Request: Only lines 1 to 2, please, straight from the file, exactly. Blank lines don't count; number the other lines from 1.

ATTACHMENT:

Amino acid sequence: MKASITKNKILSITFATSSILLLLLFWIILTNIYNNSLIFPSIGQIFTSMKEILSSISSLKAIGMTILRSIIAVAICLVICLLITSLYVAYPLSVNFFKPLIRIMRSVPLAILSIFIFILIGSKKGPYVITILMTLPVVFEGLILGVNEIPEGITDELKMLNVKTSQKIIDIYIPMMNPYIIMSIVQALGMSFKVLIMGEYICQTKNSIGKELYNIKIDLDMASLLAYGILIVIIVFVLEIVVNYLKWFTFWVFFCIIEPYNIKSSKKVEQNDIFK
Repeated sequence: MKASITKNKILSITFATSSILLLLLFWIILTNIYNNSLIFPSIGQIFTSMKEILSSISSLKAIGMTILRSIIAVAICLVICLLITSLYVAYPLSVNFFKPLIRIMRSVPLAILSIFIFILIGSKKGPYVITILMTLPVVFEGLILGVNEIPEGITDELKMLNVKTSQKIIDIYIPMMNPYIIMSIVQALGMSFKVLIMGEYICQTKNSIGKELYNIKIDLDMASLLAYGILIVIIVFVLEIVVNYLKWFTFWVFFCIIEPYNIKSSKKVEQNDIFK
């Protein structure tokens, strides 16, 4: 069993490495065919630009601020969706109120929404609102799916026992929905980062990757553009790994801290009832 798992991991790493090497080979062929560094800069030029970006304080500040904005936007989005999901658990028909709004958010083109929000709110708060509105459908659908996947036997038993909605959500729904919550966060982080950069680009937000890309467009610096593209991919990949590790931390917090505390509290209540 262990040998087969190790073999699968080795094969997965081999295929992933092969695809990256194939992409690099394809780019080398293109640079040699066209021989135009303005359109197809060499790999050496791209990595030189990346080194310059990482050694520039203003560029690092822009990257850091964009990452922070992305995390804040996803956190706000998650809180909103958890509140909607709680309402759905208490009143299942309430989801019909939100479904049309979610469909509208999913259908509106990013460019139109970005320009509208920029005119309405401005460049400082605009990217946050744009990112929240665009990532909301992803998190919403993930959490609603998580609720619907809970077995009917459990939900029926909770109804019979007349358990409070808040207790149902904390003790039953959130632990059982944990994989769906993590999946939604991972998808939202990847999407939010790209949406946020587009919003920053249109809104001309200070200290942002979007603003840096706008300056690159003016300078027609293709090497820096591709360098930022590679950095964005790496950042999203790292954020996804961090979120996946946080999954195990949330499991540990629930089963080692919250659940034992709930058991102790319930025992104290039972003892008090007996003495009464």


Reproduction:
Amino acid sequence: MKASITKNKILSITFATSSILLLLLFWIILTNIYNNSLIFPSIGQIFTSMKEILSSISSLKAIGMTILRSIIAVAICLVICLLITSLYVAYPLSVNFFKPLIRIMRSVPLAILSIFIFILIGSKKGPYVITILMTLPVVFEGLILGVNEIPEGITDELKMLNVKTSQKIIDIYIPMMNPYIIMSIVQALGMSFKVLIMGEYICQTKNSIGKELYNIKIDLDMASLLAYGILIVIIVFVLEIVVNYLKWFTFWVFFCIIEPYNIKSSKKVEQNDIFK
Repeated sequence: MKASITKNKILSITFATSSILLLLLFWIILTNIYNNSLIFPSIGQIFTSMKEILSSISSLKAIGMTILRSIIAVAICLVICLLITSLYVAYPLSVNFFKPLIRIMRSVPLAILSIFIFILIGSKKGPYVITILMTLPVVFEGLILGVNEIPEGITDELKMLNVKTSQKIIDIYIPMMNPYIIMSIVQALGMSFKVLIMGEYICQTKNSIGKELYNIKIDLDMASLLAYGILIVIIVFVLEIVVNYLKWFTFWVFFCIIEPYNIKSSKKVEQNDIFK